Jonathan Merel

How to File for Divorce in Illinois

The decision to file for divorce is often one of the most difficult decisions in one’s life. Filing for divorce can be time consuming, costly, and complex. For these reasons as well as others, it is crucial that anyone considering ending their marriage be sure a divorce is what they truly want.

Once you are 100% certain you are ready to file for divorce, you will need to evaluate whether you want to hire counsel or attempt to navigate the process on your own.  Generally, there are several main steps that will need to taken in order to dissolve a marriage.

The first step is to file a Petition for Dissolution of Marriage. This is the legal document that is initially filed, putting the court on notice that you are seeking to dissolve your marriage. This document and the documents related to it are often referred to as divorce papers. In the Petition, you must detail the grounds for divorce. In Illinois, grounds for divorce include either at fault grounds and no-fault grounds, which are commonly known as irreconcilable differences.

Irreconcilable differences happen to be the most common grounds for divorce in Illinois. If a couple seeks to file for divorce in Illinois citing irreconcilable differences there is a required two year separation period. However, there is an exception to the rule. If both parties agree that the divorce is uncontested, they can both sign a waiver to proceed, after being separated for at least six (6) months.

Once the case is filed, the Respondent (or non-filing party) must be served with the Petition for Dissolution and corresponding documents.  After service, the parties and their attorneys will attempt to gauge the route the case is going to go.  Much of the time, once a case gets going and both parties are actively participating, the discovery process will begin.  Discovery is generally described as the process of exchanging information relevant to the divorce proceedings.  For example, parties will exchange income and expense affidavits and will most likely also exchange documentation supporting those financial affidavits.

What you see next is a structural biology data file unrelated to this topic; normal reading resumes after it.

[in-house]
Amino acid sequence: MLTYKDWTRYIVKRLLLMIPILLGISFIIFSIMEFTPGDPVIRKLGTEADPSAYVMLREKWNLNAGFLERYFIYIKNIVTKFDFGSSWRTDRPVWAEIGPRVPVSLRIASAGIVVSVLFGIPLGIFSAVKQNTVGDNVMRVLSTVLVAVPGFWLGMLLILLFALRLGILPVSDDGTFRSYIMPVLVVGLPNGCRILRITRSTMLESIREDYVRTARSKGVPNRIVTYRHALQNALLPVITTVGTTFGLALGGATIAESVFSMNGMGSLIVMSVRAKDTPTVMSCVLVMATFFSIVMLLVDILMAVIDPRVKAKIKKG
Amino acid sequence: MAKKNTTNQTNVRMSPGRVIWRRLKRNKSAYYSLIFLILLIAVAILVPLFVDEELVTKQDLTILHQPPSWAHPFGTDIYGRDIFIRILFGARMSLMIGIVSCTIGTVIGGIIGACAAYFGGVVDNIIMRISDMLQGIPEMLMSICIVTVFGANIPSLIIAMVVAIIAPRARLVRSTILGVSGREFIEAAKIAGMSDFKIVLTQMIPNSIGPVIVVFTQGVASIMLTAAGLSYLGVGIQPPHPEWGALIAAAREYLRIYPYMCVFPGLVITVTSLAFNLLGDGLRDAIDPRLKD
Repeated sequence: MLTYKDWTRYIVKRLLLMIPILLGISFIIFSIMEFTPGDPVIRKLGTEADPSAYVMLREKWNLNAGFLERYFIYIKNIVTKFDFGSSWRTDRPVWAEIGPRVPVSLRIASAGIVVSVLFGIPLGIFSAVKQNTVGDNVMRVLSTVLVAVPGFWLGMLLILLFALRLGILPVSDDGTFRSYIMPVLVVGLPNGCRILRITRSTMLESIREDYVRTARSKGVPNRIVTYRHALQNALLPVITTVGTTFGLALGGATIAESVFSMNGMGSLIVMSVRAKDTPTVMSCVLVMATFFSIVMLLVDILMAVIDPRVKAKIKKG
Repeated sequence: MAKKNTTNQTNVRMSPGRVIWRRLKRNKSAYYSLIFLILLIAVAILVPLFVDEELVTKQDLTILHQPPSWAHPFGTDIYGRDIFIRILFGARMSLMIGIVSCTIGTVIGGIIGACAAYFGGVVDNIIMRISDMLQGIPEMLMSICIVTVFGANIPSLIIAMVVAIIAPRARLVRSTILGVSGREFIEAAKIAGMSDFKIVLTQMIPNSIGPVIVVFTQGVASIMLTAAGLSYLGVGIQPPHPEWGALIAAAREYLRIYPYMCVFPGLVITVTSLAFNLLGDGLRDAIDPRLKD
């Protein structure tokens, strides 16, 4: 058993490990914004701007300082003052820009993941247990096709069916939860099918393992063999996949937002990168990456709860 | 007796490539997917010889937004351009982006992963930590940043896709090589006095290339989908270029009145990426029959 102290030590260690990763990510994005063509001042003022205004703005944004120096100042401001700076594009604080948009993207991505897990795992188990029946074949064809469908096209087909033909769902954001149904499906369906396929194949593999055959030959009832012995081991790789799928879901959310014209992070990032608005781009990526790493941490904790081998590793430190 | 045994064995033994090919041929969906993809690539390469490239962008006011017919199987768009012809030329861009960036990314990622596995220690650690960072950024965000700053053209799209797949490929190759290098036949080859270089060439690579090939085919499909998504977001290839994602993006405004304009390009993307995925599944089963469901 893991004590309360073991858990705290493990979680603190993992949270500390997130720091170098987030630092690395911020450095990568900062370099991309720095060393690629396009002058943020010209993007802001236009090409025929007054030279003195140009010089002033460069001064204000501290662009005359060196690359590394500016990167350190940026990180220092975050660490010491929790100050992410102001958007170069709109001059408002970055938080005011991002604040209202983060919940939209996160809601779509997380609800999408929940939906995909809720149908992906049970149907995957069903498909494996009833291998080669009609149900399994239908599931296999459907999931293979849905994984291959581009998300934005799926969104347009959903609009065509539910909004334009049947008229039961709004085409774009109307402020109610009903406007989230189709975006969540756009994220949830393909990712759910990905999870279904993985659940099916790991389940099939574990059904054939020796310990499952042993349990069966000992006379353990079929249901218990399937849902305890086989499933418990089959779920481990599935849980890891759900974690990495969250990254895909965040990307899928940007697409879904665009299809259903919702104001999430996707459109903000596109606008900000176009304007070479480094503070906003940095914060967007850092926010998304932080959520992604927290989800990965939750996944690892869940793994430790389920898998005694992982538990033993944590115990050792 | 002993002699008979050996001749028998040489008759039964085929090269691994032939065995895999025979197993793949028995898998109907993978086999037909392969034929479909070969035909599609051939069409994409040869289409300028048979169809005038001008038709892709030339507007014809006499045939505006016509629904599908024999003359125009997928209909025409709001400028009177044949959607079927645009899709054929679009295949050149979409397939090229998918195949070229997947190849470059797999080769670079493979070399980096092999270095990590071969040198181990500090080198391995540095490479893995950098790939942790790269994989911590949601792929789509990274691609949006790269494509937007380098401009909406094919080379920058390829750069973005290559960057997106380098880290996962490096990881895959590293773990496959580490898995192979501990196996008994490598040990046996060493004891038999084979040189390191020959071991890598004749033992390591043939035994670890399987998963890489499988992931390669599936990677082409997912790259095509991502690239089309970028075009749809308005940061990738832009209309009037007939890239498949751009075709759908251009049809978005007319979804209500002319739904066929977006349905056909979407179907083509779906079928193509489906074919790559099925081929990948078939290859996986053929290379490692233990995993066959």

It is also important to note that child custody, visitationchild support and alimony can also be negotiated at this phase.  If the parties cannot resolve their differences through negotiations with their attorneys (or among themselves), they may next attempt to continue negotiations with the assistance of the court.  If resolution cannot be reached through negotiations, the case would be set for trial and the relevant final decisions would be made by a judge.  All of the documents obtained in the discovery process will be combined with even more extensive trial preparation including: interviewing potential witnesses, more depositions, reviewing your spouse’s documents and corresponding with the opposing counsel. Trial preparation can take months and thee actual trial can take anywhere from a day to a several weeks, depending on the contested issues.

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